Feeling a bit more hardcore? Aim for between ten and fifteen sets. For those of you who are bonkers as can be, total gym kings that refuse to quit, take the Gear Hungry Catch 22 Challenge and do 22 sets. That’s going to be an entire day’s assault bike workout, and be sure to take necessary breaks in between.
5. The Tabata
This one is built on a simple foundation, but that’s not what we’re going for here. You’re going to take the concept and intensify it. The idea is that you do twenty seconds of fairly moderate work, and take ten seconds to rest, then repeat it a total of eight times (on average). I say eight times because when you go to just about any gym, that’s the number that is going to be pre-programmed into most assault bike workouts in their screen setup.
But let’s kick it up a notch. Do HIIT bursts in those twenty seconds, definitely take that ten-second rest, and keep going. If you were to follow the standard and do this eight times, that’s only four minutes of training. You’re more intense than that, I’m more intense than that, so let’s double that time.
We want to do this for sixteen sets, equalling a total of eight minutes. I’m not going to recommend more than that because eventually you’re just going to be heating up your body and bringing on unwarranted fatigue. But there is an intense and bright side to this.
If you’re doing this often and find that there’s not as much sweat on your forehead when you’re done, work in a pyramid interval (which we’ll discuss in-depth in the next topic), and shave off one second of rest. Twenty seconds on, ten seconds off. Then twenty-one on, nine off. Do this until the rest is only five seconds, then pedal backward. Twenty-four on, six off, continue the pattern. It keeps everything fresh.
6. Pyramid Intervals
These derive from some tried and true running methods, but when applied to your assault bike, you really feel the burn. We’re going to aim for at least three sets of pyramid intervals. The idea is that, much like a pyramid, you’re going to start out on a narrow spectrum and gradually work your way towards a wider goal, so to speak.
For pyramid intervals, you’ll want to start with ten seconds of a full sprint on the bike. Really give it everything you’ve got, you’ll then take a fifty-second break. Sounds crazy, but press on. When that fifty-second break is done, you do twenty seconds of high intensity, forty seconds of a break.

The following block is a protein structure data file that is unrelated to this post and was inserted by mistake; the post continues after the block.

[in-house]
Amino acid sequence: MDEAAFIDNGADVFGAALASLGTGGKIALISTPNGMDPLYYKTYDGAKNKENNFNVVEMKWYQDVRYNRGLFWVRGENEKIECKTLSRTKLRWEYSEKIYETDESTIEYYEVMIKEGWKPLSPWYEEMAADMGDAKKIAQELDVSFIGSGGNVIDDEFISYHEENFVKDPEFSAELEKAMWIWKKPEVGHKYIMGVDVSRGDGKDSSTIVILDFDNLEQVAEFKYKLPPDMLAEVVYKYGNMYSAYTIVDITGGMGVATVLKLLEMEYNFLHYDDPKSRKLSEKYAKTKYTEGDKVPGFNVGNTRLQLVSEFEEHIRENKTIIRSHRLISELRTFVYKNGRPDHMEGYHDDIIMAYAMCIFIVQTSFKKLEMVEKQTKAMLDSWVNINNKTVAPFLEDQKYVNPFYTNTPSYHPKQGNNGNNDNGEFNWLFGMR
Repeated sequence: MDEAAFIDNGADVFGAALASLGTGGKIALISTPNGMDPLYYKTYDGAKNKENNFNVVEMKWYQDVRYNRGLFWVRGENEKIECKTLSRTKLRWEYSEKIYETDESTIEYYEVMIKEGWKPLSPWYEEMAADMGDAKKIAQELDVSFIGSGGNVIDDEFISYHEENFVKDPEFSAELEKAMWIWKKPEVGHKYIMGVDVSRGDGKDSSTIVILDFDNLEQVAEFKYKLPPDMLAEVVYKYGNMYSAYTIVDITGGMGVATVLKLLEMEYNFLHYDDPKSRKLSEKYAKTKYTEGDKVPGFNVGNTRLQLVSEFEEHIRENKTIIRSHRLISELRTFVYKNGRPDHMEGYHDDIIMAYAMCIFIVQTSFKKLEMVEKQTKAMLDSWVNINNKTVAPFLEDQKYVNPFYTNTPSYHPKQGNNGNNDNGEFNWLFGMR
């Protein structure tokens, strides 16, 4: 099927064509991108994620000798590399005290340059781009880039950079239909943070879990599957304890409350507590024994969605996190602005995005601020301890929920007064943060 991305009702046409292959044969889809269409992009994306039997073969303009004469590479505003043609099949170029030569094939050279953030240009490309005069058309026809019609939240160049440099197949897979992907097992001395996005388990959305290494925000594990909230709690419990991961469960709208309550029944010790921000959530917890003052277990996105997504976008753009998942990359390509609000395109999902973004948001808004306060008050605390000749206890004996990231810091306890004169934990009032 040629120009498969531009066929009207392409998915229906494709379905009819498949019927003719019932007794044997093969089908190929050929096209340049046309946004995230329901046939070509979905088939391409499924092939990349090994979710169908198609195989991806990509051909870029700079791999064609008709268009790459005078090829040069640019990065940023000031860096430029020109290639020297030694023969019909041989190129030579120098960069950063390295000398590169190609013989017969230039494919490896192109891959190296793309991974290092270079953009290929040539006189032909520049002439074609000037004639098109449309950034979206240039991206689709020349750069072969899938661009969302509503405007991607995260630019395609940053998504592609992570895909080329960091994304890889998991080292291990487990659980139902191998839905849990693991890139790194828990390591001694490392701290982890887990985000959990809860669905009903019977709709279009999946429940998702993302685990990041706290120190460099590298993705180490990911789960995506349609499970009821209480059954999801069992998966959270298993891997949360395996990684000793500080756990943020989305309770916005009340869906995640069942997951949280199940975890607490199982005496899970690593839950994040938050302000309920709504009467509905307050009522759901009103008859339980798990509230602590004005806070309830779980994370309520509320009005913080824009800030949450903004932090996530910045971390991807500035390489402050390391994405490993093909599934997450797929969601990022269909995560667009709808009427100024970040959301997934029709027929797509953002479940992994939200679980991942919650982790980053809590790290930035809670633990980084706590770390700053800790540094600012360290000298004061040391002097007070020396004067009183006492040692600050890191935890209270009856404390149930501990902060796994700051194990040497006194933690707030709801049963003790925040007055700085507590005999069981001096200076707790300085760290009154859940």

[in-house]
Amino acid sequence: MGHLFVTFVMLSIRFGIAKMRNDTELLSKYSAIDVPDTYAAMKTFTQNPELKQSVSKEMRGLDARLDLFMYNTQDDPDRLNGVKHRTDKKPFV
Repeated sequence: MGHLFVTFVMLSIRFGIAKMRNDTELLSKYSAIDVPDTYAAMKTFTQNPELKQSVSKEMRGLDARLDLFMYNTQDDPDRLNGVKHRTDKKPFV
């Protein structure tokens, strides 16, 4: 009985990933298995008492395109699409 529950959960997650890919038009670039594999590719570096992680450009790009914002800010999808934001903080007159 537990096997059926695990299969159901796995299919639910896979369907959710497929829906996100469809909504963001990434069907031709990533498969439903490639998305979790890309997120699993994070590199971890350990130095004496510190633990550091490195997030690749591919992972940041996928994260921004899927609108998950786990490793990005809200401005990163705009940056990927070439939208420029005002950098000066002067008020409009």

You’re going to alternate like this until you get to fifty seconds of intensity, ten seconds of a break, then start all over again. High intensity, minimal impact, and a ton of core and leg muscle building motions to really show-off what you’ve done.
An alternate version of this exercise is that on the sixth minute when you would restart your cycle, you start scaling backward and go from a fifty/ten, to a forty/twenty, and so on until you’ve reached the beginning again. This takes a total of nine minutes, and is a great way to start out doing pyramid intervals if you’re new to them, but doesn’t offer the same intensity as our method here. Make sure you have proper workout clothes and start exercising today!
7. Six-Minute HIIT
We put this at the end because it’s a great way to wind down if you’re going hardcore on the assault bike. As you might imagine, you’re still adopting the principle of high-intensity interval training, but in a way that cools you off and relaxes your muscles a bit.
This takes a total of six minutes to complete. Simply start with a slow fifty seconds of moderate movement, with ten seconds of sprinting. The next minute, you’ll spend forty-nine seconds slow, and eleven seconds sprinting. End on a forty-five/fifteen interval to finish out your workout strong.
This exercise works extremely well to strengthen your joints, which can be especially helpful to those with rheumatoid arthritis or other problems with high impact workout methods. You’re going for intensity in a low impact way, keeping everything nice and mellow.
Lastly, if you’re still feeling a little revved-up, you can spend the seventh minute solely operating on a slow, calm and easy ride to help wind you down. I know that I get extremely pumped up and don’t want to stop when my body is starting to tell me otherwise, so this is a great way to get back in a clear headspace and not overexert yourself.
It’s Time to Take Point in the Assault
Hop between these different exercises, and in no time you’re going to bring your physique into an entirely different plane of existence. If you thought you plateaued at any point, our seven insane workouts are going to test that, and help push you further. You like to challenge yourself, otherwise you wouldn’t be reading this: put on your CrossFit shoes, grab your duffel bag and hop in the car. Time’s wasting.